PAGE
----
What is Cholesterol and How Does it Affect my Heart?

Quick Facts on Cholesterol

  • Your Liver produces Cholesterol
  • Our Body Needs Cholesterol to help structure cell walls, produce Vitamin D, make bile, and create hormones
  • Cholesterol is found in Animal Products such as Meat and Dairy
  • There are 3 types of Cholesterol – LDL or the “Bad” cholesterol. HDL or the “Good” cholesterol, and Triglycerides

Cholesterol Risk Factors and Ways to Improve

Risk Factors

  • Excess Weight or Obesity 
  • Unhealthy Diet
  • Lack of Physical Activity
  • Smoking which also increases your risk of Heart Disease
  • Genetic Factors or Inheriting Hypercholesterolemia, a condition with very high LDL levels
  • Diabetes
  • Liver or Kidney Disease
  • Underactive Thyroid Gland
  • Drugs that increase LDL levels and lower HDL levels such as Progestins, Anabolic Steroids, or Corticosteroids

Lifestyle Changes

  • Achieve and Maintain a Healthy Weight – Being Overweight raises LDL and lowers HDL
  • Eat a Heart Healthy Diet – Choose recipes and foods that are low in Saturated Fat and Sodium
  • Regular Exercise – Aim for 30 minutes a day/5 days a week
  • Avoid or Quit Smoking which will lower your LDL levels and increase HDL levels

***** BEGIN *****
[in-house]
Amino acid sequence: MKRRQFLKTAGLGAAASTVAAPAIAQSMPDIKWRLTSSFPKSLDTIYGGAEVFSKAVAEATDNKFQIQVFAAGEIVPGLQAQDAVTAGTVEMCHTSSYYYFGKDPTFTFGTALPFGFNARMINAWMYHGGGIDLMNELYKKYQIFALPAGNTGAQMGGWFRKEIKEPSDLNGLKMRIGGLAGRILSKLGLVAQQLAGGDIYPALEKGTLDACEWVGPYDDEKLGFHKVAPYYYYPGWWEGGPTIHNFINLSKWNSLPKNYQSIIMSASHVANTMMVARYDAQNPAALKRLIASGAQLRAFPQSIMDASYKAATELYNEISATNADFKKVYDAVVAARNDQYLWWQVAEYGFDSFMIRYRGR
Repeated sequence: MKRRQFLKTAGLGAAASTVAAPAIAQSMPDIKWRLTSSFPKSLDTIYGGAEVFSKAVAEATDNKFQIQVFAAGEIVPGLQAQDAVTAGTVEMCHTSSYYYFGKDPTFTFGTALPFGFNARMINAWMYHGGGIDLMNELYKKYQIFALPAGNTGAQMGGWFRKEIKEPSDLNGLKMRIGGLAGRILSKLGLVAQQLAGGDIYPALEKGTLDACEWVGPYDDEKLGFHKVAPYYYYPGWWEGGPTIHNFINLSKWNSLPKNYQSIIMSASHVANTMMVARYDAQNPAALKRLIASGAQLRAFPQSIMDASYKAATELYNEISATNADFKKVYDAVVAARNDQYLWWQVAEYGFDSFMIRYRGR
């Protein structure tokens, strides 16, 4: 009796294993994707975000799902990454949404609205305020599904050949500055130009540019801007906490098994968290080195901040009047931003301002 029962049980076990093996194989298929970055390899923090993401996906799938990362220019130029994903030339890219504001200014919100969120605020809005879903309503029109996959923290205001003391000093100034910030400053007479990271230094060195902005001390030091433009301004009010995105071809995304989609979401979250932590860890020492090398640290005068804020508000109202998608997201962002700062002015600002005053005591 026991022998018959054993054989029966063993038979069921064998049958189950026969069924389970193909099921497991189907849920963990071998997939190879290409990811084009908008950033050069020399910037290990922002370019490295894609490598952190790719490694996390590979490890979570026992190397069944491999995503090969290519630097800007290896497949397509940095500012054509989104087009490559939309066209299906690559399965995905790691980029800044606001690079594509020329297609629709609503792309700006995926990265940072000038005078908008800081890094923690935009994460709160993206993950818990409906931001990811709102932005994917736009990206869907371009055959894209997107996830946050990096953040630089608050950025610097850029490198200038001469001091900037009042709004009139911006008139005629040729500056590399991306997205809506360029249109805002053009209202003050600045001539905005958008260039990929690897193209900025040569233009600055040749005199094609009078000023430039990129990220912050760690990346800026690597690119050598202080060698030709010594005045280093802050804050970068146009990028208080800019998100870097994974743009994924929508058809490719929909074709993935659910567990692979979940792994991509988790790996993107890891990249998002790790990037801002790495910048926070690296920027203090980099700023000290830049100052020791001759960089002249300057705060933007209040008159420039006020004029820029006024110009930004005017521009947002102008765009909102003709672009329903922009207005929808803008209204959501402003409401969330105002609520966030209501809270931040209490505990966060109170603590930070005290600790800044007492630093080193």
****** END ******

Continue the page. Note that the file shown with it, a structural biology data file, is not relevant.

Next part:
• Understand Your Family History 
  • Know Your Cholesterol Numbers
  • Regular discussions with Your Doctor about Your Health and Medications

Know Your Cholesterol Numbers

High cholesterol usually has no symptoms. That’s why it’s important to have your doctor check your cholesterol levels with a simple blood test.   The American Heart Association recommends healthy adults, aged 20 and older, have their cholesterol checked every four to six years.  Adults with health risks will need more frequent tests and should talk with a Doctor.  Once you understand your numbers you can make Lifestyle choices that can improve your cholesterol numbers.

Total Cholesterol:

Healthy = Less than 200 mg

Borderline = 200 to 239 mg

High = Above 240 mg

Triglycerides:

Normal = Less than 150 mg

Borderline High = 150 to 199 mg

High = 200 to 499 mg

Very High = Above 500 mg

LDL (Low-Density Lipoproteins):

Healthy = Less than 100 mg

Acceptable, but may be of concern for anyone with Risk Factors = 100 to 129 mg

Borderline High = 130 to 159 mg

High = 160 to 189 mg

Very High = 190 mg or higher

HDL (High-Density Lipoprotein):

Optimal = 60 mg or higher

Borderline Low = 41 to 59 mg

Can be a Major Risk Factor for Heart Disease = Less than 40 mg

Cholesterol Lowering Foods

  • Oats
  • Barley and Whole Grains
  • Beans
  • Eggplant and Okra
  • Nuts
  • Vegetable Oil (Canola, Grapeseed, Avocado)
  • Fatty Fish (Salmon, Tuna, Sardines)
  • High Fiber Foods

Foods that Increase LDL (Bad) Cholesterol

  • Butter or Ghee
  • Red Meat
  • Dark Meat and Skin from Poultry
  • Full-Fat Dairy
  • Hydrogenated Oil
  • Tropical Oils (Coconut, Palm Oil, Cocoa Butter)
  • Refined Carbs and Sugar

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